For arguments sake lets say we would require 60 watts and run 6 hours a day. What would you estimate would be needed as far as panels and batteries.
  • nielniel Solar Expert Posts: 10,300 ✭✭✭✭
    Re: Solar UV water disinfection

    you can use the 10w uv light if the source pipe is divided into many pipes that would encircle the area of the uv light. the multiple paths would slow down the flow of the water and expose more area to the uv rays longer.
  • mike95490mike95490 Solar Expert Posts: 9,014 ✭✭✭✭✭
    Re: Solar UV water disinfection

    60W @ 6 hrs = 360 watt hours. That's not too much. How many cloudy days do you expect to need to run through, 2, 3, 4 ?? It's gotta rain sometime. Also, in desert areas, washing the layer of dust off the panels may be usefull, say every other month ?

    Say a Diehard Deep cycle battery is rated for 100A, and you need 3 days shaded run time.
    360 WH x 3 days = 1080 Wh needed from a battery. Call it a 12.5V battery. that is 86 A hours, more than a single 100A battery can supply, without going below it's 50% discharge. (50% discharge is the magic number where battery life starts to drop quickly) So 2 batteries (each 100A rated) should easily run this for 3 days.
    Now, to get that much power back into the cells, flooded cells need 120% recharge to replace what you took out, and you still have to run the UV while recharging the battery, you need to get about 1800 watt hours in say - 2 days of sun, following 3 cloudy days. That would be 900Wh per day, and to really fine tune this, you would need to factor in exact location - and consult solar charts. I'd guess of 6 hours of daylight, 4 of them would be really useable for charging - so 900WH / 4 = 225W of solar panels. On those long summer sunny days, you will have LOTS of leftover power, and I'd set the panel tilt for most efficient winter sun angle, and waste some in the summer. I'm thinking of putting them on a tall pole, avoid some vandalism. Will there be a shed the water treatment will be located in, or is it all out in the open?
    So my guess is a couple panels, a couple batteries, and a charge/load controller should do it, run for 3 cloudy days, and recharge in 2 sunny days.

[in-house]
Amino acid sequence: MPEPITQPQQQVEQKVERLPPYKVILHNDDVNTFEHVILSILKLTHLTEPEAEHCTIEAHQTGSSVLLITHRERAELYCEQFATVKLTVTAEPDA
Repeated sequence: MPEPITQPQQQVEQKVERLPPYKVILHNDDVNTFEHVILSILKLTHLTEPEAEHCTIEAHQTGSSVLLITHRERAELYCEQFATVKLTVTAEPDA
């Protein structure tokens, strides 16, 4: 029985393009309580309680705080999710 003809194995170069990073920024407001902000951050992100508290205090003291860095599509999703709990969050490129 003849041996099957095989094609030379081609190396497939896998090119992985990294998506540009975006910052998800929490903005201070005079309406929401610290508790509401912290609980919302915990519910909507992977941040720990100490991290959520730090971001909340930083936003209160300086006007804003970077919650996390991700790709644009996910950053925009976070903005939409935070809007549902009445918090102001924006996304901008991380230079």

Your mileage will vary, and I'm just pulling a lot of this out of the wild blue, as a first guess.

    Mike
    Powerfab top of pole PV mount | Listeroid 6/1 w/st5 gen head | XW6048 inverter/chgr | Iota 48V/15A charger | Morningstar 60A MPPT | 48V, 800A NiFe Battery (in series)| 15, Evergreen 205w "12V" PV array on pole | Midnight ePanel | Grundfos 10 SO5-9 with 3 wire Franklin Electric motor (1/2hp 240V 1ph ) on a timer for 3 hr noontime run - Runs off PV ||
    || Midnight Classic 200 | 10, Evergreen 200w in a 160VOC array ||
    || VEC1093 12V Charger | Maha C401 aa/aaa Charger | SureSine | Sunsaver MPPT 15A

    solar: http://tinyurl.com/LMR-Solar
    gen: http://tinyurl.com/LMR-Lister ,

  • mike95490mike95490 Solar Expert Posts: 9,014 ✭✭✭✭✭
    Re: Solar UV water disinfection
    you can use the 10w uv light if the source pipe is divided into many pipes that would encircle the area of the uv light. the multiple paths would slow down the flow of the water and expose more area to the uv rays longer.

    This has to be all quartz, to pass the UV, and somehow shielded to not sunburn eyes & skin. There is no fancy glass that will pass UV - only quartz will do it, and it must be kept spotlessly clean
    Home systems run in the $700 range, with enginered flow rates and easy to change bulbs.
    Powerfab top of pole PV mount | Listeroid 6/1 w/st5 gen head | XW6048 inverter/chgr | Iota 48V/15A charger | Morningstar 60A MPPT | 48V, 800A NiFe Battery (in series)| 15, Evergreen 205w "12V" PV array on pole | Midnight ePanel | Grundfos 10 SO5-9 with 3 wire Franklin Electric motor (1/2hp 240V 1ph ) on a timer for 3 hr noontime run - Runs off PV ||
    || Midnight Classic 200 | 10, Evergreen 200w in a 160VOC array ||
    || VEC1093 12V Charger | Maha C401 aa/aaa Charger | SureSine | Sunsaver MPPT 15A

    solar: http://tinyurl.com/LMR-Solar
    gen: http://tinyurl.com/LMR-Lister ,

  • BB.BB. Super Moderators, Administrators Posts: 31,048 admin
    Re: Solar UV water disinfection

    Using UV to sterilize water is a pretty complex issue... From suspended solids, to type of contamination, water chemistry, keeping the quartz envelope clean, temperatures, water flow, reflective surfaces, detecting weak/failed lamps, etc...